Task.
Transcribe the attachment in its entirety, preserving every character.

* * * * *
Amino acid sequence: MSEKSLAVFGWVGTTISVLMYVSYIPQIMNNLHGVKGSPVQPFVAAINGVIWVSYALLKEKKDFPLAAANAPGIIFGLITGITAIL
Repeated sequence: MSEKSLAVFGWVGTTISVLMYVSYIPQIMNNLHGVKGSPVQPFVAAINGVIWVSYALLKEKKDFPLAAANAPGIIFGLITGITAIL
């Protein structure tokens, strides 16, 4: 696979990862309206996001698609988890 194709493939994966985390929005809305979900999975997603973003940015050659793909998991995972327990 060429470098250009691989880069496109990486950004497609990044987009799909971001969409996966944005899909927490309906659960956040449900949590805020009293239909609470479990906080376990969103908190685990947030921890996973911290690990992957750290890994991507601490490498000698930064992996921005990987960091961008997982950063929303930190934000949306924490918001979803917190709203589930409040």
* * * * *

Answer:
Amino acid sequence: MSEKSLAVFGWVGTTISVLMYVSYIPQIMNNLHGVKGSPVQPFVAAINGVIWVSYALLKEKKDFPLAAANAPGIIFGLITGITAIL
Repeated sequence: MSEKSLAVFGWVGTTISVLMYVSYIPQIMNNLHGVKGSPVQPFVAAINGVIWVSYALLKEKKDFPLAAANAPGIIFGLITGITAIL
């Protein structure tokens, strides 16, 4: 696979990862309206996001698609988890 194709493939994966985390929005809305979900999975997603973003940015050659793909998991995972327990 060429470098250009691989880069496109990486950004497609990044987009799909971001969409996966944005899909927490309906659960956040449900949590805020009293239909609470479990906080376990969103908190685990947030921890996973911290690990992957750290890994991507601490490498000698930064992996921005990987960091961008997982950063929303930190934000949306924490918001979803917190709203589930409040």